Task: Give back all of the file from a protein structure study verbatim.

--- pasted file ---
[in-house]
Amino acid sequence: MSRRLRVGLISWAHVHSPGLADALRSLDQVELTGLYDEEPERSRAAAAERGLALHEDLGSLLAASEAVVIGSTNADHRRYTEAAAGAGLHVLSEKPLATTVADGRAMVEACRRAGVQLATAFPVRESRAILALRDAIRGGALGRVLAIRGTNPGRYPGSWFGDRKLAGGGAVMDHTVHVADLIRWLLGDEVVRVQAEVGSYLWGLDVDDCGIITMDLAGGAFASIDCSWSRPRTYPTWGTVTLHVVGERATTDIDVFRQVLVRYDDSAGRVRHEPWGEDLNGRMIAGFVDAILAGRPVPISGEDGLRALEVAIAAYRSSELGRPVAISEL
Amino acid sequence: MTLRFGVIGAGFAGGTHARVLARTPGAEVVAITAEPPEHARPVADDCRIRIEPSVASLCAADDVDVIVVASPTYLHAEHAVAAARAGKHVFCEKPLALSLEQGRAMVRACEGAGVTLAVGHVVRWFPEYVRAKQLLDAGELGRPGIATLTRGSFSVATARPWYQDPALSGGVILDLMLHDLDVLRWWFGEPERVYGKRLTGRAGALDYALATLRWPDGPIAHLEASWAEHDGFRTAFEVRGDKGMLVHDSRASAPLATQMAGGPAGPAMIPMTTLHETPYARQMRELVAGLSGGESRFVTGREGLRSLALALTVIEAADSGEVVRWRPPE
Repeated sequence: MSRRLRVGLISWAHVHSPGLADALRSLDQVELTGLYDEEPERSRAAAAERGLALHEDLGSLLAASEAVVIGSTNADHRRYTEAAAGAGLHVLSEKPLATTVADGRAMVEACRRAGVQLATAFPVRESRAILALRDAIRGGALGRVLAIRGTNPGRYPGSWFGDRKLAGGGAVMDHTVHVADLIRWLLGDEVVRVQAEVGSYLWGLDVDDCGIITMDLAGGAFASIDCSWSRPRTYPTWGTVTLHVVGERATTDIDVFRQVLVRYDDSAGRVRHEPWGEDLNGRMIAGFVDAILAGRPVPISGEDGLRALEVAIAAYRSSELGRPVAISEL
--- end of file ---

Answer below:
[in-house]
Amino acid sequence: MSRRLRVGLISWAHVHSPGLADALRSLDQVELTGLYDEEPERSRAAAAERGLALHEDLGSLLAASEAVVIGSTNADHRRYTEAAAGAGLHVLSEKPLATTVADGRAMVEACRRAGVQLATAFPVRESRAILALRDAIRGGALGRVLAIRGTNPGRYPGSWFGDRKLAGGGAVMDHTVHVADLIRWLLGDEVVRVQAEVGSYLWGLDVDDCGIITMDLAGGAFASIDCSWSRPRTYPTWGTVTLHVVGERATTDIDVFRQVLVRYDDSAGRVRHEPWGEDLNGRMIAGFVDAILAGRPVPISGEDGLRALEVAIAAYRSSELGRPVAISEL
Amino acid sequence: MTLRFGVIGAGFAGGTHARVLARTPGAEVVAITAEPPEHARPVADDCRIRIEPSVASLCAADDVDVIVVASPTYLHAEHAVAAARAGKHVFCEKPLALSLEQGRAMVRACEGAGVTLAVGHVVRWFPEYVRAKQLLDAGELGRPGIATLTRGSFSVATARPWYQDPALSGGVILDLMLHDLDVLRWWFGEPERVYGKRLTGRAGALDYALATLRWPDGPIAHLEASWAEHDGFRTAFEVRGDKGMLVHDSRASAPLATQMAGGPAGPAMIPMTTLHETPYARQMRELVAGLSGGESRFVTGREGLRSLALALTVIEAADSGEVVRWRPPE
Repeated sequence: MSRRLRVGLISWAHVHSPGLADALRSLDQVELTGLYDEEPERSRAAAAERGLALHEDLGSLLAASEAVVIGSTNADHRRYTEAAAGAGLHVLSEKPLATTVADGRAMVEACRRAGVQLATAFPVRESRAILALRDAIRGGALGRVLAIRGTNPGRYPGSWFGDRKLAGGGAVMDHTVHVADLIRWLLGDEVVRVQAEVGSYLWGLDVDDCGIITMDLAGGAFASIDCSWSRPRTYPTWGTVTLHVVGERATTDIDVFRQVLVRYDDSAGRVRHEPWGEDLNGRMIAGFVDAILAGRPVPISGEDGLRALEVAIAAYRSSELGRPVAISEL